back to article Post-Brexit economy SAVED: Posh-nosh truffle thrives in Wales

The Périgord black truffle has survived UK weather and grown in Wales*. Paul Thomas, who led the research at Lancanshire-based truffle biz Mycorrhizal Systems, told The Register for his team: "It's completely unexpected." The price of the Périgord black truffle, known scientifically as Tuber melanosporum, varies from year to …

  1. Anonymous Coward
    Anonymous Coward

    Paul Thomas, who led the research at Lancanshire-based truffle biz Mycorrhizal Systems

    Sounds like a fun guy

    1. Anonymous Coward
      Anonymous Coward

      Probably plays the tuba as well.

      1. Dave 126 Silver badge

        Actually, he came across very well when he appeared on Dragon's Den a few years ago. He'd done his research, and spoke confidently. One of the Dragons said "I love the idea, and I'm very impressed with you" or words to that effect.

        http://www.telegraph.co.uk/finance/yourbusiness/brightideas/6957082/Dragons-Den-truffle-grower-hopes-to-unearth-profit-after-five-years-cultivation.html

        1. Anonymous Coward
          Anonymous Coward

          Not mushroom for humour here.

          1. Anonymous Coward
            Anonymous Coward

            but they are magic.

            1. Dave 126 Silver badge

              Oh, I get it now, sorry for being slow on the uptake. Evidently the coffee didn't work do I'll now try beer.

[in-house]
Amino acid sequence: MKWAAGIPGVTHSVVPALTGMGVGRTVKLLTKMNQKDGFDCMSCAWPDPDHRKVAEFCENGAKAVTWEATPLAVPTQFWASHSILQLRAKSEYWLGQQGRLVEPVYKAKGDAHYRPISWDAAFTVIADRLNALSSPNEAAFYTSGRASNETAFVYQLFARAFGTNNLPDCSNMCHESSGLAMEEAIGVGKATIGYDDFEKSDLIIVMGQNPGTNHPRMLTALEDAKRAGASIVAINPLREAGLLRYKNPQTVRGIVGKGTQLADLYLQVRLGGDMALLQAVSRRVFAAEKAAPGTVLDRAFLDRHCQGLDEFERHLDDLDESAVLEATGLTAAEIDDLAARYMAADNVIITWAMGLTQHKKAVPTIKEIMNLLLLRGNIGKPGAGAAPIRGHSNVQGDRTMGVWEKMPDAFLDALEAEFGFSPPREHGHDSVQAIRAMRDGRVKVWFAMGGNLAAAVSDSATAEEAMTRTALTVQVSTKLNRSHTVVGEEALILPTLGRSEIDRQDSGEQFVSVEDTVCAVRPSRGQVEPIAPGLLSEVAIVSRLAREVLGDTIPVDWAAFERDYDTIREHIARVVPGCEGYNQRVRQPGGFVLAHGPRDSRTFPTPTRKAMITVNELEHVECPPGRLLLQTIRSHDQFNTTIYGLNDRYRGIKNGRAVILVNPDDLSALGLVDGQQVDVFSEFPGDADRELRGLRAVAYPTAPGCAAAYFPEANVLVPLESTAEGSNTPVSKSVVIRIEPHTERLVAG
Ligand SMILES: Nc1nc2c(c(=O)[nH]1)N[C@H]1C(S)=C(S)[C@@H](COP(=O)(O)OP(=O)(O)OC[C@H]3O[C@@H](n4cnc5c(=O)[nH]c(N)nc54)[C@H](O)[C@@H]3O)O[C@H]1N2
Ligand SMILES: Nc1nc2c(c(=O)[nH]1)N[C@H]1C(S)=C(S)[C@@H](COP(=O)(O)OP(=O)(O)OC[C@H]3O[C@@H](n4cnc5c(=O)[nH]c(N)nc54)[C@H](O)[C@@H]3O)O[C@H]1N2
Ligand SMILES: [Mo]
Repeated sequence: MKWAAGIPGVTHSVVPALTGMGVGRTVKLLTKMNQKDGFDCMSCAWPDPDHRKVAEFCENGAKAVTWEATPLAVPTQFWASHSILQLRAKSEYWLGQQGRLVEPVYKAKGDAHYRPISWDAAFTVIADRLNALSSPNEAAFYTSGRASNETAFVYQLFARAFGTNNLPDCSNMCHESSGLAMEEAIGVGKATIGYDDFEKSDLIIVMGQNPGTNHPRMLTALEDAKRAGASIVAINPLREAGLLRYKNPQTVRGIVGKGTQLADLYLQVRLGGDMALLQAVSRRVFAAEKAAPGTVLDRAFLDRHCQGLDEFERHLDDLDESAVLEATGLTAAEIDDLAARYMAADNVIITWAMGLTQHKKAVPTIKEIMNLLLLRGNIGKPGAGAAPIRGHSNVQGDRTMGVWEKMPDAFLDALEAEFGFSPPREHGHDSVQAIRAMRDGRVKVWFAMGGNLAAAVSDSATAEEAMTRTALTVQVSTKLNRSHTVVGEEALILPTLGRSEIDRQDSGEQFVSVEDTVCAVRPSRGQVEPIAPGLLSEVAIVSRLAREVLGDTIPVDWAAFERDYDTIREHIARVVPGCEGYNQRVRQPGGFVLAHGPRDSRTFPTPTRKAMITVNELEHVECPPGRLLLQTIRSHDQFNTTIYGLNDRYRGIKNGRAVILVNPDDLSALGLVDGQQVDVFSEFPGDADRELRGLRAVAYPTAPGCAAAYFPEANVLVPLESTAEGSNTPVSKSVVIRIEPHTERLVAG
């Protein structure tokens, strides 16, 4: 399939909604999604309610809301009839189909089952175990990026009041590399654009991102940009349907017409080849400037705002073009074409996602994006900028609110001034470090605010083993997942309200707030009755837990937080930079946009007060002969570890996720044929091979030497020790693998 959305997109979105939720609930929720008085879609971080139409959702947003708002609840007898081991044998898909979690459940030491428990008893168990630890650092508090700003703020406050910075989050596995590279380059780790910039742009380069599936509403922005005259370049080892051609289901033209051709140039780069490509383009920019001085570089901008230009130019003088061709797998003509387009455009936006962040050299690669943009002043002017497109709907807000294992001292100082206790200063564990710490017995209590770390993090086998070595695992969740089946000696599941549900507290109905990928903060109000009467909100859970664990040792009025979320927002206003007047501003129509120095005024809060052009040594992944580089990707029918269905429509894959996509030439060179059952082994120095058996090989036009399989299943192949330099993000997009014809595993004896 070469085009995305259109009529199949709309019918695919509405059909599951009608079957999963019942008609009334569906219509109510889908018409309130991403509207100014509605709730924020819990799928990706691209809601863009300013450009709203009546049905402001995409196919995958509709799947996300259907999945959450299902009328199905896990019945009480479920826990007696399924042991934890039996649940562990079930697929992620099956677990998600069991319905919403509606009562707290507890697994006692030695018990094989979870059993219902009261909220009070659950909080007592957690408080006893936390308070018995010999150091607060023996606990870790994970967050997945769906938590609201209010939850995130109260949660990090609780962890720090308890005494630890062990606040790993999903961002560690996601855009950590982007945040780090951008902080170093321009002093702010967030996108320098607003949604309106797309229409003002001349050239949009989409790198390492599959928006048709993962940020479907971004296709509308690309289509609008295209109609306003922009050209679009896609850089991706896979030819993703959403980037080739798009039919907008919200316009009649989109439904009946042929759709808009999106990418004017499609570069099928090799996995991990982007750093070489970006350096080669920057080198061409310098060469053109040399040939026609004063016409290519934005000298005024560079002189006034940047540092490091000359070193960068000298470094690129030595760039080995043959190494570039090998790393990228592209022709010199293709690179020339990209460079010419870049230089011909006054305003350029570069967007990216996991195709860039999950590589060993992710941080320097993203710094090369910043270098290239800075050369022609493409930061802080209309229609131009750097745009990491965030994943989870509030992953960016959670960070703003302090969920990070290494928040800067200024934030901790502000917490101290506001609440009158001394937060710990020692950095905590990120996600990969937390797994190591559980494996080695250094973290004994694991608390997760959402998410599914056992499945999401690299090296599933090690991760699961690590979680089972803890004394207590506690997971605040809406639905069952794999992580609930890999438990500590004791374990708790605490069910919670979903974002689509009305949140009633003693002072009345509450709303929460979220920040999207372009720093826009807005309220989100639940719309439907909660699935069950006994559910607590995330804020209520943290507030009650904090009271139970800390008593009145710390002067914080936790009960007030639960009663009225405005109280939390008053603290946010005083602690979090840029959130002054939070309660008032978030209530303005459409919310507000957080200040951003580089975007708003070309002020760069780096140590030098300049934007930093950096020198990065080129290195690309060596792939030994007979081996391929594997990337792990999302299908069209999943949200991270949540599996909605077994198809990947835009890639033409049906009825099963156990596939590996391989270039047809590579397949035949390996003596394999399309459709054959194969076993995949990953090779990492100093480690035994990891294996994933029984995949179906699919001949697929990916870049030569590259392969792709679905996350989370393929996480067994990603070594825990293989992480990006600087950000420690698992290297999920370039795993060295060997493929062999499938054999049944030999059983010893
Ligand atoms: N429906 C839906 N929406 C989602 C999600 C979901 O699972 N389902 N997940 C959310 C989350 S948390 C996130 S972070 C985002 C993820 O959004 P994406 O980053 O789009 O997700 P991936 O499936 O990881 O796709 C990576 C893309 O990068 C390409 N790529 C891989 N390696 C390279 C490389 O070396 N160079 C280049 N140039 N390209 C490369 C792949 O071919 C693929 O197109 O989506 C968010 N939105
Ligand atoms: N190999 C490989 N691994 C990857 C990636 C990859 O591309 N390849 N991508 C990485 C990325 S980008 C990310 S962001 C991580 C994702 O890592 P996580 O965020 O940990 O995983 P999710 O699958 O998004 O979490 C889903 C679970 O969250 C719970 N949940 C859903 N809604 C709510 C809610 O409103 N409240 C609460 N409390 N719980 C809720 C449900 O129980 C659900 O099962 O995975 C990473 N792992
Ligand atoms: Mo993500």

2. WolfFan Silver badge

      Wrong Paul Thomas. This one https://en.wikipedia.org/wiki/Paul_Thomas_(director) was a fun guy. Played Peter in Jesus Christ, Superstar, and, umm, used his peter in many other films.

  2. Ralph the Wonder Llama

    "there are always unknowns"

    How do they know?

    1. wolfetone Silver badge

      Re: "there are always unknowns"

      Because there are known knowns, and there are unknown unknowns too. But there are also known unknowns, and unknown knowns.

      Or they asked George W. Bush.

      1. TimR

        Re: "there are always unknowns"

        Surely that should be Donald Rumsfeld...?

        1. wolfetone Silver badge

          Re: "there are always unknowns"

          "Surely that should be Donald Rumsfeld...?"

          I apologise for providing the organ grinder when you wanted the monkey.

          1. TimR

            Re: "there are always unknowns"

            Apologies - if I had bothered to follow the link, I would have known that you had known

            1. wolfetone Silver badge

              Re: "there are always unknowns"

              I didn't know that was unknown to you?

              1. TimR

                Re: "there are always unknowns"

                So, it was unknown to you that it was unknown to me that it was known to you all along

                I now know that it was known to you all along